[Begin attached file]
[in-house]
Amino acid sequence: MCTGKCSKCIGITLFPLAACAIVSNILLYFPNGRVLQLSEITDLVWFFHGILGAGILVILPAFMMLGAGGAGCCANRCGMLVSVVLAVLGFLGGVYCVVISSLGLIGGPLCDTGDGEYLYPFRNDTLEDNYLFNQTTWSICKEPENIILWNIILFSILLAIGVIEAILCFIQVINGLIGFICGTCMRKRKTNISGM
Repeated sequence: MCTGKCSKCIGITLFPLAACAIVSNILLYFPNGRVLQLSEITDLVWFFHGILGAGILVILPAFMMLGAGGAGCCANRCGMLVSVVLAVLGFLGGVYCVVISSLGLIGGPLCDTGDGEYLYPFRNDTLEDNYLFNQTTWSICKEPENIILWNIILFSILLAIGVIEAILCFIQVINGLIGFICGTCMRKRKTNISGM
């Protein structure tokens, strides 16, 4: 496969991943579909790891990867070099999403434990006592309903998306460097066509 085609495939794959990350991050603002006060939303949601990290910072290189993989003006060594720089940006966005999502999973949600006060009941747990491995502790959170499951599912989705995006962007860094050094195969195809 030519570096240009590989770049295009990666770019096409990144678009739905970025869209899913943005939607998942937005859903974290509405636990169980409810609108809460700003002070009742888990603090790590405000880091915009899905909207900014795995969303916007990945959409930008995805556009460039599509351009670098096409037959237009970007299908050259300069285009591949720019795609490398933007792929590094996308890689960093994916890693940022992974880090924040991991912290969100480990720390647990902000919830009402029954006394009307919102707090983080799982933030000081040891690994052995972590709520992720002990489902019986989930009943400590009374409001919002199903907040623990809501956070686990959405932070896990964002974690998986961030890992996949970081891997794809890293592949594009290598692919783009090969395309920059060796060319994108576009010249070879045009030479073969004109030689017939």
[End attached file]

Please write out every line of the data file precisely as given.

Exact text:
[in-house]
Amino acid sequence: MCTGKCSKCIGITLFPLAACAIVSNILLYFPNGRVLQLSEITDLVWFFHGILGAGILVILPAFMMLGAGGAGCCANRCGMLVSVVLAVLGFLGGVYCVVISSLGLIGGPLCDTGDGEYLYPFRNDTLEDNYLFNQTTWSICKEPENIILWNIILFSILLAIGVIEAILCFIQVINGLIGFICGTCMRKRKTNISGM
Repeated sequence: MCTGKCSKCIGITLFPLAACAIVSNILLYFPNGRVLQLSEITDLVWFFHGILGAGILVILPAFMMLGAGGAGCCANRCGMLVSVVLAVLGFLGGVYCVVISSLGLIGGPLCDTGDGEYLYPFRNDTLEDNYLFNQTTWSICKEPENIILWNIILFSILLAIGVIEAILCFIQVINGLIGFICGTCMRKRKTNISGM
């Protein structure tokens, strides 16, 4: 496969991943579909790891990867070099999403434990006592309903998306460097066509 085609495939794959990350991050603002006060939303949601990290910072290189993989003006060594720089940006966005999502999973949600006060009941747990491995502790959170499951599912989705995006962007860094050094195969195809 030519570096240009590989770049295009990666770019096409990144678009739905970025869209899913943005939607998942937005859903974290509405636990169980409810609108809460700003002070009742888990603090790590405000880091915009899905909207900014795995969303916007990945959409930008995805556009460039599509351009670098096409037959237009970007299908050259300069285009591949720019795609490398933007792929590094996308890689960093994916890693940022992974880090924040991991912290969100480990720390647990902000919830009402029954006394009307919102707090983080799982933030000081040891690994052995972590709520992720002990489902019986989930009943400590009374409001919002199903907040623990809501956070686990959405932070896990964002974690998986961030890992996949970081891997794809890293592949594009290598692919783009090969395309920059060796060319994108576009010249070879045009030479073969004109030689017939």